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Challenging Issues for Academia

by Angela P. Dodson

Challenging Issues for Academia
Disparities in achievement and educating for a diverse culture are the focus of new books by leading scholars in education.
By Angela P. Dodson

Closing the African-American Achievement Gap in Higher Education, edited by Alfred P. Rovai, Louis B. Gallien, Helen R. Stiff-Williams, $49, Teachers College Press (July 30, 2007) ISBN-10: 0807747785, ISBN-13: 978-0807747780, 212 pp.

In a compact but comprehensive package, the editors pull together research and ideas about one of “the most urgent contemporary problems in education and society” — the gap in the academic achievement of Black and other minority students. Various scholars lay out the data, facts and theories in clear, balanced language, accompanied by numerous tables and charts. Each chapter concludes with provocative discussion topics and reference citations.
Of particular value are the strategies, sample lessons and resources for assessing progress.

The editors, all professors at Regent University, suggest the book be used as the main or supplemental text for university courses on education, or as a reference for faculty and administrators.

Unleashing Suppressed Voices on College Campuses: Diversity Issues in Higher Education, edited by O. Gilbert Brown, Kandace G. Hinton, Mary Howard-Hamilton, $34.95, Peter Lang Publishing (April 2007), ISBN-10: 0820481335, ISBN-13: 978-0820481333, 367 pp.

Diversity is defined here as “the different sub-communities within college and university settings who are marginalized based upon factors like race, sexual orientation and gender.” Theirs are the “suppressed voices” spoken of in the title.

This is a training manual to help faculty and staff grapple with issues that crop up in everyday life on campuses. The authors are from the faculties of Indiana State University (Hinton and Hamilton) and Indiana University (Brown).

They approach the subject with case studies from scholars on specific, perhaps typical, instances from academia. Hinton, who has taught and written extensively on diversity in higher education, sets the tone with a concise, informative guide to using cases for teaching. Each chapter includes discussion questions, references and recommended readings, as well as background on the hypothetical institutions in question, the status of diversity, the cultural climate, the players in the controversy and the options. Little background is given on the chapter authors, however.

Cases include a controversy at a large Southwestern technical university surrounding an attempt to merge a university-supported Black alumni association with the “official” organization. Another case weighs the appropriate punishment for a White fraternity after a break-in at the house of a predominantly Black fraternity.

Letters From the Future: Linking Students and Teaching with the Diversity of Everyday Life, by Michelle Howard-Vital (Foreword) and editors Deborah A. Brunson, Brenda Jarmon, Linda L. Lampl, $24.95, Stylus Publishing (December 2006), ISBN-10: 1579221874, ISBN-13: 978-1579221874, 294 pp.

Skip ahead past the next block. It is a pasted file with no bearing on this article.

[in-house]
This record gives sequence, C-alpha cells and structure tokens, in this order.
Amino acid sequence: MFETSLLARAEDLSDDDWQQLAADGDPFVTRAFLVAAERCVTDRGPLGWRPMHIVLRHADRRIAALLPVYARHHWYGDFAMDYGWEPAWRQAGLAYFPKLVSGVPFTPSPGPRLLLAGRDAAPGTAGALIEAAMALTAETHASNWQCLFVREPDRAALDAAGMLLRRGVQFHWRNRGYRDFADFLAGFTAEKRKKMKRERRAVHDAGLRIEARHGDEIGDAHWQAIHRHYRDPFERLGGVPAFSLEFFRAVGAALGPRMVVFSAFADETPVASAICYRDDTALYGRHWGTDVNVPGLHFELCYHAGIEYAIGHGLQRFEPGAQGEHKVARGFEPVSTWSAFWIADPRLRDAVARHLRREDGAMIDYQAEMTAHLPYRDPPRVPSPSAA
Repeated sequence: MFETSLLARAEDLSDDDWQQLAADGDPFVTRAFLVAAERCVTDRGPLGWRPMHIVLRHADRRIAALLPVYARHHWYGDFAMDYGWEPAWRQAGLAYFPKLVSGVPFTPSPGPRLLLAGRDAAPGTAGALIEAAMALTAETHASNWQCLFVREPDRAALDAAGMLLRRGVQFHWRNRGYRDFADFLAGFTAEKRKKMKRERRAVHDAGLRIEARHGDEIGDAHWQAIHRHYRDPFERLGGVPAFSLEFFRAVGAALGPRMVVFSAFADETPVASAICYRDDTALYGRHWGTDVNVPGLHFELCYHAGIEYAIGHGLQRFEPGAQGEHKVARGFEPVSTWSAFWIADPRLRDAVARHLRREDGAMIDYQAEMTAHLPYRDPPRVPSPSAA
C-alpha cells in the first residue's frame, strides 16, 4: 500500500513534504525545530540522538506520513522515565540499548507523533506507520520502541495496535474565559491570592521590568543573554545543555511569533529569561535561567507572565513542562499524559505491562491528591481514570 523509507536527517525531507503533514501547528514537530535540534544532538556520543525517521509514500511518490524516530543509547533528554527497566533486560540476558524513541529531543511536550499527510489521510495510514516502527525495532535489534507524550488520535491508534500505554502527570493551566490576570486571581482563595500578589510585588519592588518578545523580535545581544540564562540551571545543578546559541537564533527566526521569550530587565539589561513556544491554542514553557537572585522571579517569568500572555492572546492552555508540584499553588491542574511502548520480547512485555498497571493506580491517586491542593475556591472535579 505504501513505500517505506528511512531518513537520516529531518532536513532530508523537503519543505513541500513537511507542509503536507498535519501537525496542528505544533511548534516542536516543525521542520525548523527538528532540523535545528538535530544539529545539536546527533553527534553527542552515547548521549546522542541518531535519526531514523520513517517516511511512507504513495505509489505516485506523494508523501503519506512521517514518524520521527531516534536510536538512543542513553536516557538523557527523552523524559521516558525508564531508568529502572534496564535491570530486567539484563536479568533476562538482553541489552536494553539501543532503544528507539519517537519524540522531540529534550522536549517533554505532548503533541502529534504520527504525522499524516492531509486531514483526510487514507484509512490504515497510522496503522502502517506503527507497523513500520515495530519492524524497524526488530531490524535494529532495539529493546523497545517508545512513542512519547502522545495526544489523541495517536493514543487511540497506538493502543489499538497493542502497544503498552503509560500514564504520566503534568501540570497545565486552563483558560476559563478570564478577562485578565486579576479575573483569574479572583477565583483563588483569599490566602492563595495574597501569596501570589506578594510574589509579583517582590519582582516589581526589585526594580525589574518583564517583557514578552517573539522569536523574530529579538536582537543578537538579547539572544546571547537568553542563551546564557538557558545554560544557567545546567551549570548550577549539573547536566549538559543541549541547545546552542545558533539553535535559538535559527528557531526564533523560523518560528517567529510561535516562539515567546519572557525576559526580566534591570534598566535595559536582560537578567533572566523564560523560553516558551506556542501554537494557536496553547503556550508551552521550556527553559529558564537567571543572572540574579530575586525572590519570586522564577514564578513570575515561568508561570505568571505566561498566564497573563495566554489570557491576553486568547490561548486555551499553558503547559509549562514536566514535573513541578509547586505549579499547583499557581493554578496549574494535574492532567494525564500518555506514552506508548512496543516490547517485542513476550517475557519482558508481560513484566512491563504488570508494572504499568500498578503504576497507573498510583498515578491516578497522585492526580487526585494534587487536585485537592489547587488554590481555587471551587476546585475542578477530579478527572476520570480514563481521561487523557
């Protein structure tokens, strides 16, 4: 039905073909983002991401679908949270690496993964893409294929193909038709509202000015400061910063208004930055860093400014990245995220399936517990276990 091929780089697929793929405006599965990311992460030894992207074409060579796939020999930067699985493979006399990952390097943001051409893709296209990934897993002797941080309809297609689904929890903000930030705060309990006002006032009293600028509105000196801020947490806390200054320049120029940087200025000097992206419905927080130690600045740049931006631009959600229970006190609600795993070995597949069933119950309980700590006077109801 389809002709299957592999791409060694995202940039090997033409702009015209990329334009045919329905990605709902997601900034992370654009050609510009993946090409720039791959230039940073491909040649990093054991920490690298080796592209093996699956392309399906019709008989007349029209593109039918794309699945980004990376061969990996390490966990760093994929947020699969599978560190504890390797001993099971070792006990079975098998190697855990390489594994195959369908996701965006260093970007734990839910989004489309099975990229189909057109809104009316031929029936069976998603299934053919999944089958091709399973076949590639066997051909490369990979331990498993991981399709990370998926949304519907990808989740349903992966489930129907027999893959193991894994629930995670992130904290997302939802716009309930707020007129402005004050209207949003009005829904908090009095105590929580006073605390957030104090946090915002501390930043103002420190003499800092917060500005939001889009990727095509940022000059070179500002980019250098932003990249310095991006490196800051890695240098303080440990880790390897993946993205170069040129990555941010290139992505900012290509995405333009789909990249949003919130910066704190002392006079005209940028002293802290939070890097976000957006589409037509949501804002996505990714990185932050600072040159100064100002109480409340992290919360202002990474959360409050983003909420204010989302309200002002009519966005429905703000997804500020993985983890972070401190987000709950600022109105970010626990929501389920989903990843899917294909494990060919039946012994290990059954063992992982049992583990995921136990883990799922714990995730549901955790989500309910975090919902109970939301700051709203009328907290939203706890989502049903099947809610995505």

A simple idea — let former students tell what they learned in courses on diversity — makes this book a bold and creative instrument for preparing students for real-world challenges. Narratives from graduates of all races, ethnicities and abilities, written as letters to the instructors they had for diversity courses, illuminate the state of training for living and working in increasingly multicultural, nonsexist and accessible environments.

As graduate after graduate describes the value realized from one course, one professor or one lesson, the reader senses optimism for the future.

“We recognize hope when we see it,” the editors say in conclusion. “And we see it shining brightly in this collection of chapters that present pedagogies about the teaching of differences within and between human groups — more commonly known as ‘diversity.’”

One of Brunson’s students at the University of North Carolina at Wilmington for instance, describes how she opened up in candid discussions on culture, identity and gender. Now, she says, “My classroom work and heavy group interactions led me to my current career as a recruiter. Every day I speak with people from all walks of life from all over the world.”

A Florida A&M University alum from the Netherlands, now a travel consultant in Monaco, reflects on how her professors enriched her mind after “I found out I was ‘White’ from school forms. I never had a color before in the rest of the world.”

Numerous examples of lessons and approaches in a wide range of disciplines leap from the text by Brunson, Jarmon and Lampl. Brunson is an associate professor at UNC-Wilmington. Jarmon is the chair in social work at FAMU, and Lampl is a cultural anthropologist and organization development consultant in Tallahassee, Fla.

— Angela P. Dodson is the former executive editor of Black Issues Book Review and a former community college instructor.



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